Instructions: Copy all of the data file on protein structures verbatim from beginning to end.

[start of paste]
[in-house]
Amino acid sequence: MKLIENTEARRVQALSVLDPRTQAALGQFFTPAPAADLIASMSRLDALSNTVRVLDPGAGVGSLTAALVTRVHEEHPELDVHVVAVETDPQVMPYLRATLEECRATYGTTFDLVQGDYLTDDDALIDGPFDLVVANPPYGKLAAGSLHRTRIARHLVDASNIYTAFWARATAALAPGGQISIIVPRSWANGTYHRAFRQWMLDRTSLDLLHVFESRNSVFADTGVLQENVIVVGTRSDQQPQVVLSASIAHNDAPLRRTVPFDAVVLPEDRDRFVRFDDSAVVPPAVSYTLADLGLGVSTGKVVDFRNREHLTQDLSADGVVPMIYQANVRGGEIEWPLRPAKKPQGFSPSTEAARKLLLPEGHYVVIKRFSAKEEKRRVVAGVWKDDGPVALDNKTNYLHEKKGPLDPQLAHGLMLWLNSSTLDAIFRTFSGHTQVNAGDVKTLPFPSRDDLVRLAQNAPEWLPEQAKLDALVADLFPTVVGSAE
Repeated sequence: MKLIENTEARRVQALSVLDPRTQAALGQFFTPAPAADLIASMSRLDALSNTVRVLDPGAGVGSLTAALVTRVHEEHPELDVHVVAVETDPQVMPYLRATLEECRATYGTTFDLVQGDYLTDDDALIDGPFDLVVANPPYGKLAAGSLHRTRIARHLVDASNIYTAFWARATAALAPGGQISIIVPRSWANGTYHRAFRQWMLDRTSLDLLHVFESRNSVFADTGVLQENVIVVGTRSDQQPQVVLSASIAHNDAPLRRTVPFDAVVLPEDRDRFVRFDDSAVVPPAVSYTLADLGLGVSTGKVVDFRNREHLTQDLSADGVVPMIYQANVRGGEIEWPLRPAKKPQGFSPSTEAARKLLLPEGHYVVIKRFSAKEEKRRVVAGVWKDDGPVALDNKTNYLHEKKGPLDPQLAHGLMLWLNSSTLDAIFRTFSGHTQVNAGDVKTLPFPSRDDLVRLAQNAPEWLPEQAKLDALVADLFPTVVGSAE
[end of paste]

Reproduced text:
[in-house]
Amino acid sequence: MKLIENTEARRVQALSVLDPRTQAALGQFFTPAPAADLIASMSRLDALSNTVRVLDPGAGVGSLTAALVTRVHEEHPELDVHVVAVETDPQVMPYLRATLEECRATYGTTFDLVQGDYLTDDDALIDGPFDLVVANPPYGKLAAGSLHRTRIARHLVDASNIYTAFWARATAALAPGGQISIIVPRSWANGTYHRAFRQWMLDRTSLDLLHVFESRNSVFADTGVLQENVIVVGTRSDQQPQVVLSASIAHNDAPLRRTVPFDAVVLPEDRDRFVRFDDSAVVPPAVSYTLADLGLGVSTGKVVDFRNREHLTQDLSADGVVPMIYQANVRGGEIEWPLRPAKKPQGFSPSTEAARKLLLPEGHYVVIKRFSAKEEKRRVVAGVWKDDGPVALDNKTNYLHEKKGPLDPQLAHGLMLWLNSSTLDAIFRTFSGHTQVNAGDVKTLPFPSRDDLVRLAQNAPEWLPEQAKLDALVADLFPTVVGSAE
Repeated sequence: MKLIENTEARRVQALSVLDPRTQAALGQFFTPAPAADLIASMSRLDALSNTVRVLDPGAGVGSLTAALVTRVHEEHPELDVHVVAVETDPQVMPYLRATLEECRATYGTTFDLVQGDYLTDDDALIDGPFDLVVANPPYGKLAAGSLHRTRIARHLVDASNIYTAFWARATAALAPGGQISIIVPRSWANGTYHRAFRQWMLDRTSLDLLHVFESRNSVFADTGVLQENVIVVGTRSDQQPQVVLSASIAHNDAPLRRTVPFDAVVLPEDRDRFVRFDDSAVVPPAVSYTLADLGLGVSTGKVVDFRNREHLTQDLSADGVVPMIYQANVRGGEIEWPLRPAKKPQGFSPSTEAARKLLLPEGHYVVIKRFSAKEEKRRVVAGVWKDDGPVALDNKTNYLHEKKGPLDPQLAHGLMLWLNSSTLDAIFRTFSGHTQVNAGDVKTLPFPSRDDLVRLAQNAPEWLPEQAKLDALVADLFPTVVGSAE